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We also visited the cannery museum located there.

There was a gift shop, too. The oddest I’ve ever seen. Each item had a suggested donation rather than a price, and there was a can near the door in which to drop the donations. No staff. No closed door. Basic trust in human decency.

But the highlight of this stop – other than the fabulous panini – was the incredible sea lion viewing. There were sea lions everywhere! We must have seen at least a hundred, right by Coffee Girl.

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We then attempted to visit the Astoria Column, a 125-foot tower commemorating those who settled the area. However, the Column was closed for a three-day minor restoration. We couldn’t even get close because there was roadwork happening, too, and the road up there was closed.

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Had to settle for lovely places like this since we couldn’t see the Astoria Column.

So we headed south. We visited Cannon Beach and Seaside, both sweet little beach towns.

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We stopped at many an outlook and wandered several beaches, including one that simply pointed to an arch.

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We visited a lighthouse and an octopus tree.

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We saw harbor seals.

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We poked around in tidepools.

The whole trip was under 160 miles, but we managed to be “on the way” for about ten hours. Almost wagon train speed.

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We got to our room in Yachats (pronounced YAH hahts), tossed a few things inside, and headed to The Adobe, a lodge/resort with a restaurant on the sea. Perfect ending to a wonderfully wandery day.

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Sekiu

We left Port Townsend headed for Sekiu (SEE q) via Lake Crescent.

toward Lake Crescent
                                

It was a day of beauty and wonder, yet there were several disappointments. Our first big stop was a ninety-foot waterfall. However, the road to the area was closed because the bridge was out, and we weren’t allowed to park and walk to the trail.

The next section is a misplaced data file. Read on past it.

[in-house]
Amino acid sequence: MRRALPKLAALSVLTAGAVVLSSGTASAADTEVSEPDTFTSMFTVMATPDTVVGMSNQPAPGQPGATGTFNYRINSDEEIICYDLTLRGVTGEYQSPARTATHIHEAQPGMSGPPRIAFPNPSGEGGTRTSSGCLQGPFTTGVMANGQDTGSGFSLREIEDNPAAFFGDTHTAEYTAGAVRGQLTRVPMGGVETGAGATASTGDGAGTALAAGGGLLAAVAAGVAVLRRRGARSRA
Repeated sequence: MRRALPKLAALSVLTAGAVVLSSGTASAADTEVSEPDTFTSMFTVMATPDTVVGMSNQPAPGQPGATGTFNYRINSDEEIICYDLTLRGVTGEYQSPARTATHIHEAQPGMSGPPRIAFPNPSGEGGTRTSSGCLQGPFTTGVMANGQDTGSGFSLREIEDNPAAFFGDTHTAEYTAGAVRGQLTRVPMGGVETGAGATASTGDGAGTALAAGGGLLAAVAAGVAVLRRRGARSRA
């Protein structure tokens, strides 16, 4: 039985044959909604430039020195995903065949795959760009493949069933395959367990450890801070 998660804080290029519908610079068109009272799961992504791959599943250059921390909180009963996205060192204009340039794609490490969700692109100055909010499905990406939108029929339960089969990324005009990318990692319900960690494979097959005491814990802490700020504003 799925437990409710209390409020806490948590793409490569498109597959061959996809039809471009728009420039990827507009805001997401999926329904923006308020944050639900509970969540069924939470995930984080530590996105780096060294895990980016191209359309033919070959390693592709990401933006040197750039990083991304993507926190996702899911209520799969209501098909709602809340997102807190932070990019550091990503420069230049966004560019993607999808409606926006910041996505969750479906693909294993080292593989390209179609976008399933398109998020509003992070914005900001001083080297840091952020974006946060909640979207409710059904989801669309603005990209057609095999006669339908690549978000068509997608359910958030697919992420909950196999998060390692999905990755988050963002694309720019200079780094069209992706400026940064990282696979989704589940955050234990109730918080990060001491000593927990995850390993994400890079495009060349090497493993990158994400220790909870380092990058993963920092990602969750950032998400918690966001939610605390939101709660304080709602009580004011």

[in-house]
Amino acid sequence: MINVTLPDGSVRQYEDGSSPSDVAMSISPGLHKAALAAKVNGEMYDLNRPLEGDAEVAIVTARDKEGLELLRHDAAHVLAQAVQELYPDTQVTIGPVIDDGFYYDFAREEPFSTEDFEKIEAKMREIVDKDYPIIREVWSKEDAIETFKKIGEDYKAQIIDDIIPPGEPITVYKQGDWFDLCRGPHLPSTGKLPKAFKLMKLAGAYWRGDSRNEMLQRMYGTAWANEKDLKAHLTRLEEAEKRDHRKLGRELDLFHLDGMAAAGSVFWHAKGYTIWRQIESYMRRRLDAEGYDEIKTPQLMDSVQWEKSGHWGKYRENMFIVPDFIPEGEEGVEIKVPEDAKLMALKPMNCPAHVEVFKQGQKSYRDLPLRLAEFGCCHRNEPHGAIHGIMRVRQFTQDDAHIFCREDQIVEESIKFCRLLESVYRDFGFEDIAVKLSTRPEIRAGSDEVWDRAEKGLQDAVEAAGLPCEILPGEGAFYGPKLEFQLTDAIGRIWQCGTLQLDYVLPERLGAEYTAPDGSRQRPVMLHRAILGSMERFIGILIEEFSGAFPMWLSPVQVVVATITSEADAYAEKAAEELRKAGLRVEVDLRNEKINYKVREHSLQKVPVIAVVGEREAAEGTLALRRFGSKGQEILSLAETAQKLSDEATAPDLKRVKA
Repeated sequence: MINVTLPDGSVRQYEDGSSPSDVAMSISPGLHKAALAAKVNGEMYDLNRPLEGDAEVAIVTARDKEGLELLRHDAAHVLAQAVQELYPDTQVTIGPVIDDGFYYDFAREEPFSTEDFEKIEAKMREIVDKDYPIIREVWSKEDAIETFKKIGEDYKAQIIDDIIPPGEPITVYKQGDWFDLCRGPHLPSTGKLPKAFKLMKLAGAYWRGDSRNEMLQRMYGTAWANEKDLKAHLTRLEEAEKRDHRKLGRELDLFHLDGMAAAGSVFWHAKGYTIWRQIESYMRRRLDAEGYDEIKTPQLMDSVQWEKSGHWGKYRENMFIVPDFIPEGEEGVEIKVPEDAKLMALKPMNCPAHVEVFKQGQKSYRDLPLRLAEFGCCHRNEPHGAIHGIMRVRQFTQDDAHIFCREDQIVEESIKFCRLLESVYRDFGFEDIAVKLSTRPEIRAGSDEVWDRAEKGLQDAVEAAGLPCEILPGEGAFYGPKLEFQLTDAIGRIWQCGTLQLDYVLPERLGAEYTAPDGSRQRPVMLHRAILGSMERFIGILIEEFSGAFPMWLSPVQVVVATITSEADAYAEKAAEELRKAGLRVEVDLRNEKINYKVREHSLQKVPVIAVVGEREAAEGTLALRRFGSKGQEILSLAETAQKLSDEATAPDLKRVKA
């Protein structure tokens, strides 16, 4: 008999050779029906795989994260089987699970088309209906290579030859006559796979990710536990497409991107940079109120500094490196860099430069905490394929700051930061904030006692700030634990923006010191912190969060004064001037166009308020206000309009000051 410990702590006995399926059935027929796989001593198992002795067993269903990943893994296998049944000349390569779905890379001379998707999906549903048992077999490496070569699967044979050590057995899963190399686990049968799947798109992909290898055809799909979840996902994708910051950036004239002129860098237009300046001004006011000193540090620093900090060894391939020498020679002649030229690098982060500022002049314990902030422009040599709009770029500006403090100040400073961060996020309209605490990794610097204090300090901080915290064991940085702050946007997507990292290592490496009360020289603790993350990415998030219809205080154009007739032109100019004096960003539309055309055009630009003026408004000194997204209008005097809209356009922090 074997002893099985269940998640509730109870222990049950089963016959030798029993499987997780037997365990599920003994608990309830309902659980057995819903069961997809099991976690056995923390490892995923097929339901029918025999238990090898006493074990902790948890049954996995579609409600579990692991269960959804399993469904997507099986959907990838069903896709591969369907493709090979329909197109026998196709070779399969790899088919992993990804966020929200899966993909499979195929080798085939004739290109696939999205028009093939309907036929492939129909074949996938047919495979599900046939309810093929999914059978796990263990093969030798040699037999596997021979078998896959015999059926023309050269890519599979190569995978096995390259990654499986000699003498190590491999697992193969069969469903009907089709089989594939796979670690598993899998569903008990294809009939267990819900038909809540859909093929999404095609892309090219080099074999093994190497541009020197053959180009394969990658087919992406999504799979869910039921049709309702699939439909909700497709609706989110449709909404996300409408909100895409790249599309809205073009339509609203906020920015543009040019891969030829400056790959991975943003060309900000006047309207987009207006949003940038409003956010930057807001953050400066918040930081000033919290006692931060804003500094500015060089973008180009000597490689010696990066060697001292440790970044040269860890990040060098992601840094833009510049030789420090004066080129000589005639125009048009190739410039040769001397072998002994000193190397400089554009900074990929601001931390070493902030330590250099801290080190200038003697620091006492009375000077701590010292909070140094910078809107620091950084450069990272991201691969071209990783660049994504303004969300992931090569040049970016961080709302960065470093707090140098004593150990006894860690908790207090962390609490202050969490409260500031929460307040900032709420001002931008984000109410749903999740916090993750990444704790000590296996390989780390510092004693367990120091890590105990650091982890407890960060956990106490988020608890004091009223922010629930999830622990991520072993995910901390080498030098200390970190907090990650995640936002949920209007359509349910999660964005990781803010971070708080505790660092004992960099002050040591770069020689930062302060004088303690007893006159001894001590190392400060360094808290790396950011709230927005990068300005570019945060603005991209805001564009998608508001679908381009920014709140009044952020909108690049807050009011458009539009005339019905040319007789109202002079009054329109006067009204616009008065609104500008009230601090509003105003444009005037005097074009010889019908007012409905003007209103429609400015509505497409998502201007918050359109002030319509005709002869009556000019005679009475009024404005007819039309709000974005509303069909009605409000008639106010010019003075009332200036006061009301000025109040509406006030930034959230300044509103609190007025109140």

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Mossy tree on the way to the waterfall we didn’t see.

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Elwha River, on the way to the same elusive waterfall.

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Our second big stop was another waterfall near Lake Crescent but the lady ranger said it was pretty much just a trickle this year. Not enough rain.

So we enjoyed one of the lake’s beaches and loved the beautiful drive.

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We saw a lot of these signs along the way.

We stopped, too, in the campground at the west end of the lake and saw huge maple trees. Some towered above their conifer friends. I’d never seen such large maples.

On, then, to Sekiu with a few pauses for wandering and photos.

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Cinda loves to skip stones, especially in the ocean. Gotta brag for her here: last year she was in Scotland and won the International Stone Skimming contest! I travel with winners.

When we got to our friends’ cabin in Sekiu, they whisked us away to Cape Flattery. It is the westernmost point in the continental US.

It was a brisk fifteen-minute walk through rainforest to the Cape. Down, down, down. And down.

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At the Cape we were treated to the views and also to a special view: a gray (we think) whale was right near water’s edge feeding on some wonderful whale dinner treat.

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The place was magical.

But there was another disappointment: my camera battery died. I got one shot and then had to use my phone camera which has a crappy zoom, hence the distant shots of the whale.

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Then it was time to head up, up, up. And up.

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Cinda found a slug.

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And tried to hide.

Soon we were heading back to the cabin.

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One of the many totem poles and paintings we saw